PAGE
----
Jonathan Rubins

What do the government's planning reforms mean for developers?



It’s fair to say that the Budget was more than a little underwhelming for the housing market, and there was little to excite developers, other than the announcement the following day that housing secretary Robert Jenrick would be outlining proposals to improve the planning system.

The Planning for the Future report aims to encourage the construction of more new homes, with a number of measures that are designed to remove points of friction from the planning process.
 
As part of the proposals, councils will be encouraged to take a more innovative approach to housebuilding, with a housing-led redevelopment of high streets and new permitted development rights introduced for building upwards on existing buildings.
 
Developers will also be permitted to demolish vacant commercial buildings, industrial buildings and residential blocks and replace them with well-designed new residential units.
 
In addition, the government announced the launch of a register of brownfield sites to map out unused land and committed to a £400m investment to use brownfield land more productively. It also said that it would review the formula for calculating local housing need — introducing a new approach to encourage greater building within and near to urban areas.
 
And, it was announced that in the spring, the government will publish a “bold and ambitious” planning white paper designed to accelerate the planning process by maximising the potential of new technologies and reflecting international best practice.
 
The white paper is expected to include:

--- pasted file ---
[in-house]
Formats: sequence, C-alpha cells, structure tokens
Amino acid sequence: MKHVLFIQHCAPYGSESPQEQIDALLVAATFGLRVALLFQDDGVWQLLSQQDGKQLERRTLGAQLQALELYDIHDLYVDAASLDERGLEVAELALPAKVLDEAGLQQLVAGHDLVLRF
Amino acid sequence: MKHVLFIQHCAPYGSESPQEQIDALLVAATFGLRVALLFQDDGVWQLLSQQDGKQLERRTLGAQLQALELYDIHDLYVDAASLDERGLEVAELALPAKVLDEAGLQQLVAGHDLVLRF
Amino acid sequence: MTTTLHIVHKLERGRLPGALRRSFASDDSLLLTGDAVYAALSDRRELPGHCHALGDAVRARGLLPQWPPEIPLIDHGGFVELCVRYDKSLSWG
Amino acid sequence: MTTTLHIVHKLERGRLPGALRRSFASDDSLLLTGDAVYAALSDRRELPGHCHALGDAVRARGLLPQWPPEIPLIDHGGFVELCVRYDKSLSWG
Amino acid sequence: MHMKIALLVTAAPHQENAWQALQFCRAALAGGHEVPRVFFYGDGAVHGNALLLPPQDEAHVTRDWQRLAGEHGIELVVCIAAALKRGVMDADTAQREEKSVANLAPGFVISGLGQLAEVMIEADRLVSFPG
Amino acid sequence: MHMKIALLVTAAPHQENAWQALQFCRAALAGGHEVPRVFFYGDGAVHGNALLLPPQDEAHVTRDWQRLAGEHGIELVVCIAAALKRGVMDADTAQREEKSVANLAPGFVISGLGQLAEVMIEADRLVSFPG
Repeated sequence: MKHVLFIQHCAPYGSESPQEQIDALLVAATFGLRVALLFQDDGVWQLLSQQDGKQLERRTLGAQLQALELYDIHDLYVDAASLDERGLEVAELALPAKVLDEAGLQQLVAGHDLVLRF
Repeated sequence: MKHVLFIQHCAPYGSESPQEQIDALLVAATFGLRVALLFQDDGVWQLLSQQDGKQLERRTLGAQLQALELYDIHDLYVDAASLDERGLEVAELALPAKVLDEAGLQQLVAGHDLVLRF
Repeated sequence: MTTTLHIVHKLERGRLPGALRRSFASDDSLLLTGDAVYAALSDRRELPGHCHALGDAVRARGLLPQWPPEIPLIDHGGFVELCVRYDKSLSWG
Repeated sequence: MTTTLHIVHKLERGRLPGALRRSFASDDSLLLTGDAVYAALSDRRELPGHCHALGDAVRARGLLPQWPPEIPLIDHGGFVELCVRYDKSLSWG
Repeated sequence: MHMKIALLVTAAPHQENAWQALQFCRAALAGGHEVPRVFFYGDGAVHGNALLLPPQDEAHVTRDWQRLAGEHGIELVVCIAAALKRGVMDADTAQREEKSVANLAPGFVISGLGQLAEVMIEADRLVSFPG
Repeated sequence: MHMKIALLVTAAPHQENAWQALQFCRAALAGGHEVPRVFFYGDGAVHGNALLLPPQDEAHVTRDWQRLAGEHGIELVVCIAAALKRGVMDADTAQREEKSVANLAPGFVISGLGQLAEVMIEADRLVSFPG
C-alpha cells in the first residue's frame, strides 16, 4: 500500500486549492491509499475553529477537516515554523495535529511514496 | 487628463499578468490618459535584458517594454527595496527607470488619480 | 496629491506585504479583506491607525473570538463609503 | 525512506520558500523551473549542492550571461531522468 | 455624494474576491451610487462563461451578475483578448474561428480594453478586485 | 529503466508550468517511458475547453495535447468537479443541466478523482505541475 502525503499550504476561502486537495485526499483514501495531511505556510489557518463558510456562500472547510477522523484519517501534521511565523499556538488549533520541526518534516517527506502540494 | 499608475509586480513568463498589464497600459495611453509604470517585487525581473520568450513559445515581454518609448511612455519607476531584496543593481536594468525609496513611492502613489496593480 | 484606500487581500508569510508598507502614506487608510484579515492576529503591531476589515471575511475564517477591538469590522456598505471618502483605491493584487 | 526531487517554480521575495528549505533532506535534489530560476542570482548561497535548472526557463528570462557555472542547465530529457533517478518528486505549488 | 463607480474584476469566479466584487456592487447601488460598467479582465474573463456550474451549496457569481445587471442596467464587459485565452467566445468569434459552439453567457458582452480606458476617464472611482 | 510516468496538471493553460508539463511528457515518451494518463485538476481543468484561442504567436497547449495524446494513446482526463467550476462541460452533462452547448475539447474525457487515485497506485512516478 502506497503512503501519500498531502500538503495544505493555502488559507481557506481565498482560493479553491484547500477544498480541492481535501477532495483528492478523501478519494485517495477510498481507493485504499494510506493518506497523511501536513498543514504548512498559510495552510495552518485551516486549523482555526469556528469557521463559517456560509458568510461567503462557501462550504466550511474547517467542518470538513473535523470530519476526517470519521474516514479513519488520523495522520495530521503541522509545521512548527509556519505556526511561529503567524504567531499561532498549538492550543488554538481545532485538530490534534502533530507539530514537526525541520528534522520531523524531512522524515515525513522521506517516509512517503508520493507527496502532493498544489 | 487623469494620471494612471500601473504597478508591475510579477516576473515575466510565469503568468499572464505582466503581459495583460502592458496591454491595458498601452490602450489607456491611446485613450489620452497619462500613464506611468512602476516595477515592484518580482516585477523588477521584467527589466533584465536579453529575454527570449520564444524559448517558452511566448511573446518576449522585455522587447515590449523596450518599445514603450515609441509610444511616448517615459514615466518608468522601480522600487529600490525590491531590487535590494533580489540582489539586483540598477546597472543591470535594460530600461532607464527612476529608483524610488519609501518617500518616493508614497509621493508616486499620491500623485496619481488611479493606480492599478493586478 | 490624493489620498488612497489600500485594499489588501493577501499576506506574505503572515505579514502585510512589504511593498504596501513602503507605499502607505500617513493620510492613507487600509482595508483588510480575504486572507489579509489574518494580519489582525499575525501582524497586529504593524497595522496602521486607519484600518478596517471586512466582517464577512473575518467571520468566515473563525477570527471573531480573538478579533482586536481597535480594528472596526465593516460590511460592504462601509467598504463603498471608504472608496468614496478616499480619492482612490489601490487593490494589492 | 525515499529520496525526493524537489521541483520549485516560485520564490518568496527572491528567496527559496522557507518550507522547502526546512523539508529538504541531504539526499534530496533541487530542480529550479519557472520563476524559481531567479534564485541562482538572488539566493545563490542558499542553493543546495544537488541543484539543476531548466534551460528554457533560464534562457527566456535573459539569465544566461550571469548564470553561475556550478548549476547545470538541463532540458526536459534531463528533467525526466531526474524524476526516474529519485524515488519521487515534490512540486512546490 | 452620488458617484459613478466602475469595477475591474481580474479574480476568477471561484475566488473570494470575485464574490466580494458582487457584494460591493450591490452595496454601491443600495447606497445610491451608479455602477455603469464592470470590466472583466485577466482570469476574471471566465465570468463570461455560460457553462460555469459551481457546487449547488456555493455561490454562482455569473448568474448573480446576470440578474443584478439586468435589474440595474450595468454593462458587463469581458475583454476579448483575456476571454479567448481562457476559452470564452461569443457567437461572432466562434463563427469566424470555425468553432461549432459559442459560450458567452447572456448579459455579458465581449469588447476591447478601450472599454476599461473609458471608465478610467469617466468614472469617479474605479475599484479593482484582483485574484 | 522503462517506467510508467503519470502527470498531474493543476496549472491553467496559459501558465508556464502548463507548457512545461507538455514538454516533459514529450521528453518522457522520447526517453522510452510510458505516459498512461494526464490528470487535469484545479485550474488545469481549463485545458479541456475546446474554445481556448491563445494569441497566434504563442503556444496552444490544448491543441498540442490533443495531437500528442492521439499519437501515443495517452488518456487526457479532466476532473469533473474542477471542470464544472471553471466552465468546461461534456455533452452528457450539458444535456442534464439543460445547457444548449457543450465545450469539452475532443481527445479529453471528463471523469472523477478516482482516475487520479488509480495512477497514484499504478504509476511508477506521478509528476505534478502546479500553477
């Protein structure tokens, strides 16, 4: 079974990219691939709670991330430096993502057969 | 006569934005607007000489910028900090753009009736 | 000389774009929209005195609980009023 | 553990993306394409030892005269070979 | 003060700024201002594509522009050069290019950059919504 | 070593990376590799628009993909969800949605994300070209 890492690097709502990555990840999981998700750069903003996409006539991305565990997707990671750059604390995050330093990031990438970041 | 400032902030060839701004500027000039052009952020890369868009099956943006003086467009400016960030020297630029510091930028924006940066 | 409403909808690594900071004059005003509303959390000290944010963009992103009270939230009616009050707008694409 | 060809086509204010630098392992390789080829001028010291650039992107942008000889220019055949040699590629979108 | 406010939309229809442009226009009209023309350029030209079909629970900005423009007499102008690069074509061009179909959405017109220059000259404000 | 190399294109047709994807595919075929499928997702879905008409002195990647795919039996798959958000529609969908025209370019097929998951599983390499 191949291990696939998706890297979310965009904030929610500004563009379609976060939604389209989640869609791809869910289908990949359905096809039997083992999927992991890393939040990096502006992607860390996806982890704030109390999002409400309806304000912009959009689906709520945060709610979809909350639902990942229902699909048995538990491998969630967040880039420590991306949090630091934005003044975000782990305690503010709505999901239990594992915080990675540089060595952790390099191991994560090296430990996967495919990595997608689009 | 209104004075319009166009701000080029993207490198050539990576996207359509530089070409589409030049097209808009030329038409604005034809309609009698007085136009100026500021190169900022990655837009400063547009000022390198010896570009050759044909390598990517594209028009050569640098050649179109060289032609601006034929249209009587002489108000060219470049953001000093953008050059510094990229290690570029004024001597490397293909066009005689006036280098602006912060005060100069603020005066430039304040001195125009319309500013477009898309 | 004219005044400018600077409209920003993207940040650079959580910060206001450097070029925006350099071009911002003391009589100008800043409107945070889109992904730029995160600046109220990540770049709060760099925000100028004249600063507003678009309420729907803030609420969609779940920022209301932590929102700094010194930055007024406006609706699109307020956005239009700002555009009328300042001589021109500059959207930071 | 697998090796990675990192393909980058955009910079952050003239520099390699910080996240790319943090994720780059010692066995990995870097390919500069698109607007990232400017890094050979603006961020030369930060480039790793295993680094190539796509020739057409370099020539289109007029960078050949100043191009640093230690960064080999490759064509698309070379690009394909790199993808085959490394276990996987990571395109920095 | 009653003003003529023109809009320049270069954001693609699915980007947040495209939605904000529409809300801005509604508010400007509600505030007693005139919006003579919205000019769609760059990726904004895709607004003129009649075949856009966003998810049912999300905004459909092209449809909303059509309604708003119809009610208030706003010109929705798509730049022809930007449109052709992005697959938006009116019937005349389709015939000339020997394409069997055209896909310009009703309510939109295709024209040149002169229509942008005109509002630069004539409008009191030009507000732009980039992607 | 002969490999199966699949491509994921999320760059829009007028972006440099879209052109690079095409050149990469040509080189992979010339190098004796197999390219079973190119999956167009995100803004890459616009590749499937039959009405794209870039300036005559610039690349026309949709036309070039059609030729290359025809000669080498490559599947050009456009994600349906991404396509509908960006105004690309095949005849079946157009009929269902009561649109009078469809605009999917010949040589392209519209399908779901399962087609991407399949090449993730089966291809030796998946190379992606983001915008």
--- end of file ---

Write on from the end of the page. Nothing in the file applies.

• reform of planning fees to create a world-class planning service
  • automatic rebates where planning applications are successful at appeal 
  • ensuring that land for housing is built out — with clearer information of who owns land and the exploration of wider options to encourage planning permissions to be built out more quickly
  • expansion of the use of zoning tools to support development
  • improvements to the effectiveness, take-up and role of compulsory purchase orders to help facilitate land assembly and infrastructure delivery
     
The devil is in the detail, of course, but the proposals announced by Jenrick and the early indications of the contents of the upcoming white paper paint a positive picture for those developers who have an appetite to increase their output in 2020 and beyond.
 
The best way to take advantage of this focus on improving the planning process is by partnering with an experienced development finance lender that understands the market, the potential pitfalls and can help a developer to achieve the most from their scheme.

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